In the city the population was spread out with 26.9% under the age of 18, 13.3% from 18 to 24, 28.0% from 25 to 44, 19.4% from 45 to 64, and 12.3% who were 65 years of age or older. The median age was 32 years. For every 100 females there were 93.8 males. For every 100 females age 18 and over, there were 90.3 males.

The median income for a household in the city was $43,213, and the median income for a family was $50,048. Males had a median income of $32,597 versus $23,838 for females. The per capita income for the city was $19,003. About 10.5% of families and 12.8% of the population were below the poverty line, including 19.3% of those under age 18 and 11.1% of those age 65 or over.

History and name[edit]

Waxahachie was founded in August 1850 as the seat of the newly established Ellis county on a donated tract of land given by early settler Emory W. Rogers, a native of Lawrence County, Alabama who migrated to Texas in 1839.[5]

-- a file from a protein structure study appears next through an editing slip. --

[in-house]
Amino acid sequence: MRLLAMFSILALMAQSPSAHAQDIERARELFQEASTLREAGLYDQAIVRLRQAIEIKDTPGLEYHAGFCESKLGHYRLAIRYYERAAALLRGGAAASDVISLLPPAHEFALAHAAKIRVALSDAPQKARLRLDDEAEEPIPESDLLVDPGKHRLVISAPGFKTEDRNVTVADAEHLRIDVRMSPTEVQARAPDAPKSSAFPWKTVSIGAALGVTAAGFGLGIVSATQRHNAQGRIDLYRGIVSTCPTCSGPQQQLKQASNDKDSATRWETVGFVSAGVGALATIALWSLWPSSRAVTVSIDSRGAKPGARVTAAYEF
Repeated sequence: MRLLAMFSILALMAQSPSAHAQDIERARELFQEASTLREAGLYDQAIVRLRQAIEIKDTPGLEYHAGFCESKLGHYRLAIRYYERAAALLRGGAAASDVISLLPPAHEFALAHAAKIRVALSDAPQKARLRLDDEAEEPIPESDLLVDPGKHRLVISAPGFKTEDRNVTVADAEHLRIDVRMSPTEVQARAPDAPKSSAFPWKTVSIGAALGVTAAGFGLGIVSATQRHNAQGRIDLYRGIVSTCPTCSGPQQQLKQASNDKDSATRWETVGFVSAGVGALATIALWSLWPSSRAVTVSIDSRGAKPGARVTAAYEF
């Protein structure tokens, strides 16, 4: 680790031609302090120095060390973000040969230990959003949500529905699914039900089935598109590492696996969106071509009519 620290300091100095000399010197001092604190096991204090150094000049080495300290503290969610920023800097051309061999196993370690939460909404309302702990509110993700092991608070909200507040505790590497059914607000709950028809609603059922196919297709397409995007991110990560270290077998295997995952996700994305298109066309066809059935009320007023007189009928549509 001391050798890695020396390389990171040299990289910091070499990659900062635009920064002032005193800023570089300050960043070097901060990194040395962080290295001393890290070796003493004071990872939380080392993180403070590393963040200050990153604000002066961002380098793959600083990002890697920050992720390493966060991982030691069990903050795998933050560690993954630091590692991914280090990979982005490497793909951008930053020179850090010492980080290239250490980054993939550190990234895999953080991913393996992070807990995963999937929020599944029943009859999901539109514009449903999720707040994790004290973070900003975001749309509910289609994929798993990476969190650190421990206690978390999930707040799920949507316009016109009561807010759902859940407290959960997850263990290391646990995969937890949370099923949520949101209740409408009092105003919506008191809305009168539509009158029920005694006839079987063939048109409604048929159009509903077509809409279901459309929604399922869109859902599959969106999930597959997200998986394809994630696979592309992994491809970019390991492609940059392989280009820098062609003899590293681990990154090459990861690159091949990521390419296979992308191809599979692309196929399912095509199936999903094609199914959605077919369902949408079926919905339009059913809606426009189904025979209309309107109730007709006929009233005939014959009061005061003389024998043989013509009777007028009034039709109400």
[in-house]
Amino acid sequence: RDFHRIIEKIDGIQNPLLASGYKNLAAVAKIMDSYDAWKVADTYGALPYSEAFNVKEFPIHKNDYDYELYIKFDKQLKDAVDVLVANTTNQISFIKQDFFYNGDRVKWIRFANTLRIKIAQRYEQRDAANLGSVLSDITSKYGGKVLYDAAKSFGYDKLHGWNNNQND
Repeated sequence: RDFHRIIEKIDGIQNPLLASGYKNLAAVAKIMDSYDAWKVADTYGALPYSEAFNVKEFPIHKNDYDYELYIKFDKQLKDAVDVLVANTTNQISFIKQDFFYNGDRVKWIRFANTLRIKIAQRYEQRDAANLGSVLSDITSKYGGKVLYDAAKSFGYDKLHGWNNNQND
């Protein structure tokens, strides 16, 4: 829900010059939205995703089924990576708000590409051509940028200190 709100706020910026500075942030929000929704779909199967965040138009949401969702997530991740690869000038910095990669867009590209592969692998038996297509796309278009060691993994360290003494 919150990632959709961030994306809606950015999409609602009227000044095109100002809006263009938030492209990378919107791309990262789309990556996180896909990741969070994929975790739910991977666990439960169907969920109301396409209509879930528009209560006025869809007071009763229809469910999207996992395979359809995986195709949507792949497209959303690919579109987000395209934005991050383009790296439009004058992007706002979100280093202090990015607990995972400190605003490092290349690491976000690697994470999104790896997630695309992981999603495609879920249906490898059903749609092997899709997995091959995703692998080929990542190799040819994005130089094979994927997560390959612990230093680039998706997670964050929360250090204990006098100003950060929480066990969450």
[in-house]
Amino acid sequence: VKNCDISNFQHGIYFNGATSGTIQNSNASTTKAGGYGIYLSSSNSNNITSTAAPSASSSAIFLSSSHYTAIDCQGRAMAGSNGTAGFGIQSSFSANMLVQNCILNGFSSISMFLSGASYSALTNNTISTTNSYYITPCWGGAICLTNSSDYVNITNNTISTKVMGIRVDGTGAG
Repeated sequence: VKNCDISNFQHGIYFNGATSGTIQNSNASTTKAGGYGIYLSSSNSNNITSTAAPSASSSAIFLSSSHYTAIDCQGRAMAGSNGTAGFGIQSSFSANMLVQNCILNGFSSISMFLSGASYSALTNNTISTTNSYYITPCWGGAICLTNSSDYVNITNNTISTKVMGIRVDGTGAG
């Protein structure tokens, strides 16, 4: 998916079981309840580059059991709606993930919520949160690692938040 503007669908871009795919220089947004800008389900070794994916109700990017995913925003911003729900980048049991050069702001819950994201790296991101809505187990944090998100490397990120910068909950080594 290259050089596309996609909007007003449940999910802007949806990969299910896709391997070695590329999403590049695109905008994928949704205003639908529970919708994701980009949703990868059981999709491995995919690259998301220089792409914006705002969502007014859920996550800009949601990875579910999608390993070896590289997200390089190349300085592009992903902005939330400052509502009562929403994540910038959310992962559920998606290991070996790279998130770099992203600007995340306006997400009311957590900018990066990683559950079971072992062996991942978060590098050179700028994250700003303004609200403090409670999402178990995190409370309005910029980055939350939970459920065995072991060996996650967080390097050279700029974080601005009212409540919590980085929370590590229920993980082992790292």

The first syllable of the name Waxahachie is pronounced "wahks" or "woks," not "waks" as is the case with the similarly named Waxahatchee Creek in Alabama and the music group Waxahatchee. It is not the name of an "Indian tribe" as is sometimes assumed. Some sources state that the name means "cow" or "buffalo" in an unspecified Native American language.[5] One possible Native American origin is the Alabama language, originally spoken in the area of Alabama around Waxahatchee Creek by the Alabama-Coushatta people, who had migrated by the 1850s to eastern Texas. In Alabama, waakasi hachi means "calf's tail" (the Alabama word waaka being a loan from Spanish vaca).[6]

A second etymology that has been suggested for the name is insisted on by speakers of Wichita, the language of the tribe which used to live in the area but now lives mostly around Anadarko, Oklahoma. Wichitas claim the name comes from their word waks'ahe:ts'i (the apostrophe represents a glottal stop, like the middle sound in "oh oh"; "a" is schwah ("uh"); "e:" sounds almost like the "a" of "hat"; "ts" before "i" in this language often sounds like "ch" to English speaking ears; "i" has the continental value, like the one in English "machine"). It means "fat wildcat."[7]

Economy[edit]